Martha's little cousin from Scotland came to stay with us for 10 days in 2013 along with his mum. We were lucky with the weather in early July of 2013 - long summer days spent mooching around Oxford. We went to the Oxford Castle prison Museum and jokingly put Zak in the stocks - shuddering as we thought about the Victorian child prisoners who were kept there.

When I think back to those days, they're like a dream - strawberry picking at Medley Farm, ice-creams from G&Ds, languorous evenings spent eating out on the terrace - one evening a hot air balloon popped up from nowhere, very close to us as we were eating dinner. We also gathered on a Sunday in my kitchen to watch Andy Murray winning Wimbledon.

We headed off early to London one day to visit Ripleys Believe it or Not Museum on Piccadilly and had lunch afterwards at Wahaca in Soho which Martha always loved.

Little Zak literally worshipped the ground Martha walked on, but he was 6 and Martha was 15. She loved him dearly, but he'd follow her everywhere and she found this irritating after a while. She escaped early one evening to have a shower and he studiously sat outside the door on the hallway floor waiting for her to come out. When she did, she almost tripped over him and ran past him up the stairs wrapped in a towel and Zak said 'Martha - you're a skinny wee freak' in his cute Scottish accent - Martha grunted from upstairs at this.

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He didn't mean to upset her, he just said whatever came into his head in order to get Martha's attention. The more he tried, the more Martha got annoyed. I'd speak to her and explain that he's just a little boy that wants her to pay him some attention. She understood - but was at a stage in her own life whereby she was struggling with self-image and was trying to work out her place in this world.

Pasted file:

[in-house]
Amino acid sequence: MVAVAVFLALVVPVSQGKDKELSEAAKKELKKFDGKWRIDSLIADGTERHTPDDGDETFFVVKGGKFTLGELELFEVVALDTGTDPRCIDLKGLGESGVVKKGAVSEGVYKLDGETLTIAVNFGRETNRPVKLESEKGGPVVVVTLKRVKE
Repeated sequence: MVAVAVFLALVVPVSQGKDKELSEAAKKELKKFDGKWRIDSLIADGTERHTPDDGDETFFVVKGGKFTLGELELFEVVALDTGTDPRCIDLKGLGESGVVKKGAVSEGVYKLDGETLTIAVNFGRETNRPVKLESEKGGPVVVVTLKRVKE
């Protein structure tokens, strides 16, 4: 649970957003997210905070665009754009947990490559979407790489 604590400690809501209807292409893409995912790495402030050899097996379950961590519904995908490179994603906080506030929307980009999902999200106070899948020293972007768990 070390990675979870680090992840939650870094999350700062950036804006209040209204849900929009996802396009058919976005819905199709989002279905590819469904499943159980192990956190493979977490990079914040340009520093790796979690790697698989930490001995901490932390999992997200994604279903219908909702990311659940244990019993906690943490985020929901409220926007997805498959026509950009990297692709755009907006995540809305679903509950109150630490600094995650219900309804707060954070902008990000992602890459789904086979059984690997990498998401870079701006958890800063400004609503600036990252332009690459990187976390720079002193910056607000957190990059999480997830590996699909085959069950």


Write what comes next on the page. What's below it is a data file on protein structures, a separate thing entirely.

When she came back downstairs she was wearing the outfit you can see in this photograph and Zak said to her 'you look like Super Mario' - we all burst out laughing, apart from Martha who rolled her eyes and grunted past him again.

Despite this, the trip is one I think back to with fondness as it was abundant with incredible moments spent with precious family. Two weeks later Martha died. 

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There are few sights in life as heartbreaking as a child mourner. The gloomy figure of a small boy, his beautiful face looking perplexed as he watched his cousin being buried. Here's a photo of him scattering silver stars into Martha's grave with me at her funeral. When he came back to visit the grave a few weeks later - he looked confused and asked 'where's the hole'? 

So many people are affected by the absence of one person. Zak was so shocked and unsettled for months afterwards. He kept asking his mum to play a song in the car that Martha loved: Bridge Burn by Little Comets, he'd then sing his little heart out. 

He still talks about Martha and it's obvious he still misses her. He's 10 now and is such a beautiful boy. I love spending time with him - he's unintentionally funny and so innocent and sweet-natured.

Sometimes all you can do is sing along with life and appreciate what you still have left.

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